The Great Train RobberyDirected by Michael Crichton, and based on his novel of the same name, The Great Train Robbery is a heist film set in Victorian-Era London. The film centres on Edward Pierce (Sean Connery), a master thief who also happens to be a member of upper class society. For his latest heist, Pierce plans to do the impossible and steal gold from a moving train. In order to pull off the heist he must enlist the aid of Robert Agar (Donald Sutherland), a safecracker, and Miram (Lesley Anne-Down), an actress who is also Pierce’s mistress. As far as heist films go, The Great Train Robbery is an enjoyable romp. It plays up the laughs at the beginning, but cranks up the tension by time the last act hits. The scenes with Connery on the roof of the train really are quite thrilling, especially when you consider how close he is to the bridges the train is passing under. Connery is clearly channeling his Bond swagger for the film. The number of double entendres in the first half of the film is just ridiculous. Fortunately the film does not take itself too seriously. Connery and Sutherland have great chemistry which helps to keep you interested in how they go about setting up the heist. It would have been nice if Lesley Anne-Down had been more than just be the love interest/temptress, but given that the film is set in 1854, it is understandable that her options as a female would be limited. While The Great Train Robbery may not be the most memorable heist film, it has enough action and comedy to make it a fun ride for a few hours.
The Great Train Robbery is part of our "The Must See List" series. The film was recommended by Andrew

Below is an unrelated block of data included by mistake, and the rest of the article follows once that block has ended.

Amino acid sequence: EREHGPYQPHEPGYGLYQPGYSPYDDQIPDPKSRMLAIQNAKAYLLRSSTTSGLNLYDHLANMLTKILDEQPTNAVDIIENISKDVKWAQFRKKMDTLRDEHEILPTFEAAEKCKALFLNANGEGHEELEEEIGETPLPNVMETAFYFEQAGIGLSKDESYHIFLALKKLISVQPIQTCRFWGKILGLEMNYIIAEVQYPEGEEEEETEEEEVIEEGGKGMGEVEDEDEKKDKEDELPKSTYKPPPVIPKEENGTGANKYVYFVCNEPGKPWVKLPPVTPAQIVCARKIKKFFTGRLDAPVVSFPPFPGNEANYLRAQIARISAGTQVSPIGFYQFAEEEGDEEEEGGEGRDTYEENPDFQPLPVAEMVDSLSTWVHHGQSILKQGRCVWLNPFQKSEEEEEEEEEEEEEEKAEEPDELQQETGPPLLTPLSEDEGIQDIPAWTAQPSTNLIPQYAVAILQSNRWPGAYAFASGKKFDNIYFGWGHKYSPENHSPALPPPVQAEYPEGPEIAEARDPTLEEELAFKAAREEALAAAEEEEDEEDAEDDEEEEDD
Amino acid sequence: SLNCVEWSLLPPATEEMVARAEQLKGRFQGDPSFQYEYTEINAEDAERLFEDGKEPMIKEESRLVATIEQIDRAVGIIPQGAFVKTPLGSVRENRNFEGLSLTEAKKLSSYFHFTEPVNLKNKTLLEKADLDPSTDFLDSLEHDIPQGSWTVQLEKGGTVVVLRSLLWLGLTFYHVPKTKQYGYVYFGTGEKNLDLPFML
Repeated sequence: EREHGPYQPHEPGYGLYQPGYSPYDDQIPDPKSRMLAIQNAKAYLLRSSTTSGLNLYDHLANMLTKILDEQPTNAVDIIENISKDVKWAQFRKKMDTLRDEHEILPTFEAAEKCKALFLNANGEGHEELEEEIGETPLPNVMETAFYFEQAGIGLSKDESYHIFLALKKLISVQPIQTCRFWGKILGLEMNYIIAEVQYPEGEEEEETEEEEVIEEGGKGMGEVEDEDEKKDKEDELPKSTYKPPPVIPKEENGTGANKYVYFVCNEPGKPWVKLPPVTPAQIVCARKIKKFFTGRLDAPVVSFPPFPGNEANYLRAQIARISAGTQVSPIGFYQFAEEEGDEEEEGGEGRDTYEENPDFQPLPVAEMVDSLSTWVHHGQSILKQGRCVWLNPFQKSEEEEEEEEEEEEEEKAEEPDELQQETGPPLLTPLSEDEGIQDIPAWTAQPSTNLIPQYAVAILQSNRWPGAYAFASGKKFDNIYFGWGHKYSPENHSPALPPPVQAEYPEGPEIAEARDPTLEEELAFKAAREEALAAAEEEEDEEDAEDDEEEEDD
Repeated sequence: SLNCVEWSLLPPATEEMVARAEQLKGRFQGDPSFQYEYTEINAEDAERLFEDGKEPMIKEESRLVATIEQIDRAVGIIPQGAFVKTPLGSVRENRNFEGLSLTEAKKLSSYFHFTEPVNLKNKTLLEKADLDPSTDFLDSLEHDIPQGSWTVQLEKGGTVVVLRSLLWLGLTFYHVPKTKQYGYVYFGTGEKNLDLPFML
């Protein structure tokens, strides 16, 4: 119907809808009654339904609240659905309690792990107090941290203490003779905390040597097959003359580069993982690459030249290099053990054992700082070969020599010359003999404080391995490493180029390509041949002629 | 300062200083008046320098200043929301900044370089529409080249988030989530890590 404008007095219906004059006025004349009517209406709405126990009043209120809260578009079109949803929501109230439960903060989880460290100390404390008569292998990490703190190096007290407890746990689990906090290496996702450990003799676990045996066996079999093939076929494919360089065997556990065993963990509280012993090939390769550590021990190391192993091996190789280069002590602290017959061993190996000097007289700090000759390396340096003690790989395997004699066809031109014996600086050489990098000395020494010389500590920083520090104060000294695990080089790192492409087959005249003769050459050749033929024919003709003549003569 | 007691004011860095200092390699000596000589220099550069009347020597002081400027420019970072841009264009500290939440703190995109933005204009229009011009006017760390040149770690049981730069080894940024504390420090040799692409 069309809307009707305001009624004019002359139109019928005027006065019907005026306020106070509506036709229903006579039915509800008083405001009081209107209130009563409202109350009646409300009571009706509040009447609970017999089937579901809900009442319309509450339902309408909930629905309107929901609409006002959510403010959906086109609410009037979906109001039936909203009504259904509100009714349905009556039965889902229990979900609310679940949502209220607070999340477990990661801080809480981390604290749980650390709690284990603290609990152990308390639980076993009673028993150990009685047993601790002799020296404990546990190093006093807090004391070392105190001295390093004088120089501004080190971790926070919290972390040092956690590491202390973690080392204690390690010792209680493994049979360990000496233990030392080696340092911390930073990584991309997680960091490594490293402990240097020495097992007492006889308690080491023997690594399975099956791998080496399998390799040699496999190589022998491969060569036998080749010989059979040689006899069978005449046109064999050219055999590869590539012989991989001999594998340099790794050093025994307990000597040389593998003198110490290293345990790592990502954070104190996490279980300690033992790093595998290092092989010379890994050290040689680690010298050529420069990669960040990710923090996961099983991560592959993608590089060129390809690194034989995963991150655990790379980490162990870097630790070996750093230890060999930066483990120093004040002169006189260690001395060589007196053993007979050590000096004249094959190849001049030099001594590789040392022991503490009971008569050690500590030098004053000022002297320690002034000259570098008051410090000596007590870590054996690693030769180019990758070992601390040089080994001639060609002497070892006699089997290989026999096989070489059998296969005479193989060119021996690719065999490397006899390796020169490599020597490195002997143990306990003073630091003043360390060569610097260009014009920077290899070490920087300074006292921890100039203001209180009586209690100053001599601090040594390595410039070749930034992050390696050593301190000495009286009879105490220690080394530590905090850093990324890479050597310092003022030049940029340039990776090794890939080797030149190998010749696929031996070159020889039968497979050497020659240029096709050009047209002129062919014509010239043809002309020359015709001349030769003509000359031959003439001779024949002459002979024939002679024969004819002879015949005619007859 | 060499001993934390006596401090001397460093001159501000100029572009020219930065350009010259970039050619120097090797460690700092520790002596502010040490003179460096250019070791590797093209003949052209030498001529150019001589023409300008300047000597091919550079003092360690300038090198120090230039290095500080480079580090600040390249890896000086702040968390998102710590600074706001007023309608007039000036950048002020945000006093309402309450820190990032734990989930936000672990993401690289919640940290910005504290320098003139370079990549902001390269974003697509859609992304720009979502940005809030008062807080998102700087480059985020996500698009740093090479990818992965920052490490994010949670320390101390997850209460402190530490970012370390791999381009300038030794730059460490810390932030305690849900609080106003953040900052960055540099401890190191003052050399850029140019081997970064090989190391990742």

The MuppetsIn an odd way, watching The Muppets reminds me of the fashion industry. Every few years, something that was popular years ago is brought back and repackaged as something cool simply because it was in vogue years ago. However, once you get past the shining new packaging, it quickly becomes apparent that the new designer bellbottoms are the same bellbottoms your parents wore. Unfortunately, you are now paying more. Although a decent film, the unanimous love that The Muppets received from bloggers upon its release is a bit perplexing. The film is indeed an enjoyable 90 minutes, but there was very little in this version that really set it apart from the classic Muppet films of the 70’s and 80’s. If anything, Jason Segel’s adaptation feels more like it is geared to 20 to 30 year-olds rather than creating a new generation of younger fans. This is most noticeable when looking at the various cameos in the film. There was a time when a Muppet film felt important because you had big name stars like Steve Martin, Richard Prior, John Cleese, Joan Rivers and Liza Minnelli making cameos. While there are a few really inspired cameos in this version, several of them would hardly be considered household names outside of a niche group. Further proof of this are the musical numbers written by Bret McKenzie, they feel like they could easily fit into a Flight of the Conchords episode...not that this is a bad thing. Though I cannot fathom how “Life’s a Happy Song”, by far the best number in the film, did not get nominated in the best song category at this year’s Academy Awards. Regardless, it was nice to see that Segel’s script kept the self-reflective tone of the original The Muppet Show and subsequent films. Segel also wisely lets the Muppets take centre-stage in the film, as he and Amy Adams are just there to keep the plot moving forward. Despite my slight disappointment with the film, mainly due to my expectation being raised, The Muppets does offers an enjoyable, although forgettable, time.